Monday, February 2, 2015
Water Down Under: A Report from Australia by Barb Cosens: Post 3: Resilience and the Lake Eyre Basin, Australia
[The Water Down Under series of posts is by Barbara Cosens, who is in Australia this semester working on water law issues there. See more about this series, and previous posts here and here.]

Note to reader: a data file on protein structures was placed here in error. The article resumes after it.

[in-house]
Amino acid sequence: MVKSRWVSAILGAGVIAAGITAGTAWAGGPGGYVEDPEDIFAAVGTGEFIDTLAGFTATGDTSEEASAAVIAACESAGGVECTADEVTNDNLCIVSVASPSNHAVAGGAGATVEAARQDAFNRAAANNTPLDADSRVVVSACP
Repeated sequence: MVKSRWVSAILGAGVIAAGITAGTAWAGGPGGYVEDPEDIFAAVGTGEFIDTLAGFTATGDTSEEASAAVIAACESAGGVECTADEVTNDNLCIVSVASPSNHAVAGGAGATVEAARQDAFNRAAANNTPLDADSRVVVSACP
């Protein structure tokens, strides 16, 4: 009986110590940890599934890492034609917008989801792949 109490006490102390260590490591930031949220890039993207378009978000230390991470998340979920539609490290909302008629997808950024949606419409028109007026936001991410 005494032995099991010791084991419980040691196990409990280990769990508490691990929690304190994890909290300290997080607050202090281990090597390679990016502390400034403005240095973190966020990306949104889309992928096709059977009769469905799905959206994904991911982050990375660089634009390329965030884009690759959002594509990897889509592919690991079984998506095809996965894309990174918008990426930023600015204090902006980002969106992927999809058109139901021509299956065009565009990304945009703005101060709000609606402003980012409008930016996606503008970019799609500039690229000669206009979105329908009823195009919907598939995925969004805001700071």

One of the primary goals of my time in Australia is to apply the lessons from theAdaptive Water Governance Project that looks at six North American Water Basins to a water basin in Australia. That basin will be the Lake Eyre Basin (LEB) and will include its connections to the Great Artesian Basin, and I am assisted in that by substantial research by Australian scientists including a new colleague who has provided a wealth of information, Angela Arthington at Griffith University. The LEB covers roughly 16% of Australia including much of what we think of as the outback. It contains two Ramsar wetlands, has been considered for World Heritage listing, and is currently a free flowing river system with 97% of the basin aquatic species thought to be indigenous. The LEB is one of those places in the world uniquely defined by both water and its absence. Like the basins of the Great Salt, Pyramid, Walker and Mono Lakes in the western United States, the LEB is an internally drained basin. While these North American internally drained basins are fed by spring runoff from snowmelt, the LEB receives water during major flood events in the wet season of Northern Queensland where rainfall of 400-500 mm (15-20 inches) not only exceeds the less than 100 mm (4 inches) at Lake Eyre, but tends to come in short duration high intensity storms. In short, the rainforest feeds the desert of Australia. Major floods, as occurred this year shortly after my arrival, are necessary to get water all the way to Lake Eyre, yet do not occur every year. (see current status of Lake Eyre). When they do, they can bring up to 35% of the basin together in one mighty river, reconnecting isolated waterholes and providing habitat and breeding grounds for many species of birds. High variability and extreme flood events drive the biological system of the LEB. Floods bring an influx of nutrients from channel banks and floodplains resulting in boom in the basin fishery. Sequential floods over a short time period may have the greatest impact because they fill wetlands first allowing later even moderate floods to reach farther into the basin. Because groundwater plays a role in contributing to waterholes only within a few locations in the basin, evaporative loss (estimated at greater than 3 m/year (10 feet)) and increasing salinity dominates waterhole hydrology and water quality between flood events. As floods subside, the larger persistent waterholes serve as refugia for fish and those lucky enough to end up in a waterhole that persists until the next flood serve to re-colonize other areas when the water returns. An interesting trait of species that are resilient and, in fact, thrive in this variable habitat is to be somewhat indifferent about what they eat. Like the common Australian phrase no worries -- no access to the floodplain, no worries, I can eat the algal bathtub ring around the waterhole. Blea -- clearly takes a unique form of life to like this habitat. Human alteration of the LEB hydrology is currently minimal, but loss of wetlands in neighboring basins such as the Murray-Darling, increase dependence on the LEB by water birds. Pastoral use of arid lands for livestock, small homesteads and towns use limited amounts of water. Dams have not yet been built to store flood runoff. The major tributaries from Queensland were declared wild, however, the Liberal Party in power since 2012 considered eliminating this status to develop the rivers for irrigation. The basin’s critical natural hydrograph may have received a temporary reprieve in the recent landslide win of the Labor Party in Queensland. In addition to Queensland, the LEB crosses into the Northern Territories, New South Wales, and has its terminus in South Australia. An intergovernmental agreement among the four governments agrees to prevent cross-border harm, but leaves internal management and allocation to the states and territories. The greatest challenge facing the basin is whether to develop or to decide collectively to prioritize protection of this unique habitat and thus make permanent the maintenance of the natural hydrograph. In addition, basin managers have just begun to consider the connections (or lack thereof) between the Great Artesian Basin and the LEB. This and the potential threats to groundwater from mining will be the subject of a future blog. And, as everywhere, climate change may be the ultimate game changer.